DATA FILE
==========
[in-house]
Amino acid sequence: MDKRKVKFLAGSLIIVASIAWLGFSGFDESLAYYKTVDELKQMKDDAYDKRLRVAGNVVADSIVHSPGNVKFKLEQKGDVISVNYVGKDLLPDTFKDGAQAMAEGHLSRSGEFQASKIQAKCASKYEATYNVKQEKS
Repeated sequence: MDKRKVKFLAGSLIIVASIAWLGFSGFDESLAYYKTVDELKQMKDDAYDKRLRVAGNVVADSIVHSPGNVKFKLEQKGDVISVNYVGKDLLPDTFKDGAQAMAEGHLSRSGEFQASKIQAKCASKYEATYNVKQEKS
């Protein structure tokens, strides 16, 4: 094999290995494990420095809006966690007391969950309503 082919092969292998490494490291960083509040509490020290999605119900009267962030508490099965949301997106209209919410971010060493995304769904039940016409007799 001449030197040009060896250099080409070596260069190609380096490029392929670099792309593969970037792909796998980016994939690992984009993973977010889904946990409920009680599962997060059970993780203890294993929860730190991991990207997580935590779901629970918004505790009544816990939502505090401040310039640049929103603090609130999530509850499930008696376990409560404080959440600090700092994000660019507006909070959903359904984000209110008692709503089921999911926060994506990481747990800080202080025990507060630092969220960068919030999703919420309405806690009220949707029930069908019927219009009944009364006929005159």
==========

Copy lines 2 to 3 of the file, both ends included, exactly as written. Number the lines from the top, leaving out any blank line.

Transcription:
Amino acid sequence: MDKRKVKFLAGSLIIVASIAWLGFSGFDESLAYYKTVDELKQMKDDAYDKRLRVAGNVVADSIVHSPGNVKFKLEQKGDVISVNYVGKDLLPDTFKDGAQAMAEGHLSRSGEFQASKIQAKCASKYEATYNVKQEKS
Repeated sequence: MDKRKVKFLAGSLIIVASIAWLGFSGFDESLAYYKTVDELKQMKDDAYDKRLRVAGNVVADSIVHSPGNVKFKLEQKGDVISVNYVGKDLLPDTFKDGAQAMAEGHLSRSGEFQASKIQAKCASKYEATYNVKQEKS